After New Zealand’s victory at Trent Bridge, England is now facing a battle to be back in the second Test.
England captain Ben Stokes asked the tourists to bat on a wet pitch. The tourists reached 318-4, as Daryl Mitchell (and Tom Blundell) repeated their impressive stand at Lord’s.
England overcame a poor start to the ball game to bring the Black Caps down to 169-4.
Mitchell was able to score 81 and Blundell scored 67, a partnership that has lasted 149 years.
Importantly, Mitchell was able to survive a fairly straightforward chance to Joe Root when he only had three slips, while Blundell managed one through a static cordon later in the day.
England was in danger at different points of the first Test but managed to win by five wickets.
They will need to show similar determination here, especially since they will be playing last on a surface which could become deteriorating.
Trent Bridge conditions deceive England
It was an exciting, fast-moving day in Test cricket. This was made even more interesting by the fact that both teams appear to have misread the conditions.
Stokes’ decision not to field first is only criticised in hindsight. The pitch was green and cloudy at the time Stokes won the toss. Tom Latham, who was leading New Zealand after Kane Williamson was out with Covid-19 also wanted to bowl.
England has two problems due to the surface’s dryness. First, New Zealand has been allowed to make a large total. Second, there is the possibility that any chase later on in the match could be hampered by uneven bounce.
England’s attack was unable to control the game on a windy day in Nottingham. Only James Anderson and Stokes could feel that they were at their best. The frustration of the hosts was evident in the number of rejected requests by the umpires for the ball to be changed.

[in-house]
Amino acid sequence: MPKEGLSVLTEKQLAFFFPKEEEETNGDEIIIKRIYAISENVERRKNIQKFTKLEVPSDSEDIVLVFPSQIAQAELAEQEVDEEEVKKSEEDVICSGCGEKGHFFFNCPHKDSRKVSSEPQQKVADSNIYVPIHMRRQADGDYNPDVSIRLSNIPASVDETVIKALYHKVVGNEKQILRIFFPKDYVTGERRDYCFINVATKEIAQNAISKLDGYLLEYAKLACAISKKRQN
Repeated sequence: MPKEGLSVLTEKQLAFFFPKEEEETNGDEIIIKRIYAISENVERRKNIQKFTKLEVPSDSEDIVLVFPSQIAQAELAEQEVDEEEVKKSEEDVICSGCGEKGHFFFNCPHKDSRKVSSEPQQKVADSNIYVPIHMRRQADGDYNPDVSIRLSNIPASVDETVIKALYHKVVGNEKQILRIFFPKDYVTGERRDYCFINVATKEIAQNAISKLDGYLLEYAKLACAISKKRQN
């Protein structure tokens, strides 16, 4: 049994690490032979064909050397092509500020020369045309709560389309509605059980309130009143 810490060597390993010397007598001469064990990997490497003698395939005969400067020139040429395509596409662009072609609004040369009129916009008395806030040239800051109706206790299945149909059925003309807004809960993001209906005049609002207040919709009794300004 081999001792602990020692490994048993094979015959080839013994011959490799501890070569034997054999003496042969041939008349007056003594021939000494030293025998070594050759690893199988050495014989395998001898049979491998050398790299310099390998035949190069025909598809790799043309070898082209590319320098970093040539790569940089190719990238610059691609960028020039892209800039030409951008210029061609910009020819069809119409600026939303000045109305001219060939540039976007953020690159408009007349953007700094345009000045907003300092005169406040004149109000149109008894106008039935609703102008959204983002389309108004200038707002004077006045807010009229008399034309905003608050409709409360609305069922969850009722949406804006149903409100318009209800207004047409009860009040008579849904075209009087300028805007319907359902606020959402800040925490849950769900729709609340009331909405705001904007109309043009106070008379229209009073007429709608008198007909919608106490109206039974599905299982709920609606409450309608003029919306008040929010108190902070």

England fell back into old habits when it came to missed catches. There were four total.
They were aware that an inconsistant batting line up will be the one to play them back in this match.
Mitchell and Blundell again at it
Mitchell and Blundell’s partnership with 195 was almost enough to give New Zealand victory at Lord’s. They have done enough to give Black Caps the chance of levelling the series.
They wasted their chances. Will Young, Devon Conway (46), Latham (26) & Henry Nicholls (30), who replaced Colin de Grandhomme injured, all got in and got out.
Mitchell performed a variety of reverse sweeps off spinners, and one of his sixes – straight hit off Jack Leach- landed in a spectator’s drink. Blundell was a master of drives and cut through the offside.
Root missed both, but Mitchell’s edge off Stokes was the right one to take, and Blundell’s flash at Leach 47 was a tough chance to slip.
Stuart Broad was using the second ball and Blundell on 63 edged between second slip Zak Crowley and third Jonny Barstow. Both were able to see it pass by.
England’s positive attitude put to the test
England’s new captain Stokes and Brendon McCullum are determined to keep it positive, even under pressure. Trent Bridge was a challenging day that tested this positivity.
Some bad new-ball bowling added to the confusion at the toss. Young and Latham were allowed 84 each for the first wicket. Conway and Nicholls added 77 each for the third.
England won both times, to their credit. Each time, it was Stokes and Anderson who took two wickets each with movement that the rest of England struggled to find.
Broad’s best period was in the afternoon after lunch. He had Nicholls drop by Crawley and Matthew Potts was either too full of food or too short for most days.
Leach, a left-arm spinner, was able to hold the end despite having suffered a concussion in the first Test. England emitted 45 boundaries in total.
At the very least, Saturday will see the home team return to their base with a ball that has only seven overs.
They will be able to break the Mitchell/Blundell partnership if they are able to do so.
“England must bat well now”
Michael Vaughan, former England captain: “New Zealand is a great team. They’re consistent and they know how to win Test matches. England is a team that still has weaknesses despite their win at Lord’s.
“Today’s fielding in England isn’t something new. We hoped that what we saw at Lord’s would be something different, but it’s a return to what we’ve seen over the last few years. It would be amazing if New Zealand could field in this manner. It was an overcast day, with eight wickets falling. England will have batted very well.
Jon Lewis, England bowling coach: “Would things have been different at the toss?” No. I don’t believe so. The toss was a smart decision, and it was an aggressive option. We were to be aggressive as coaches and captains wanted us to.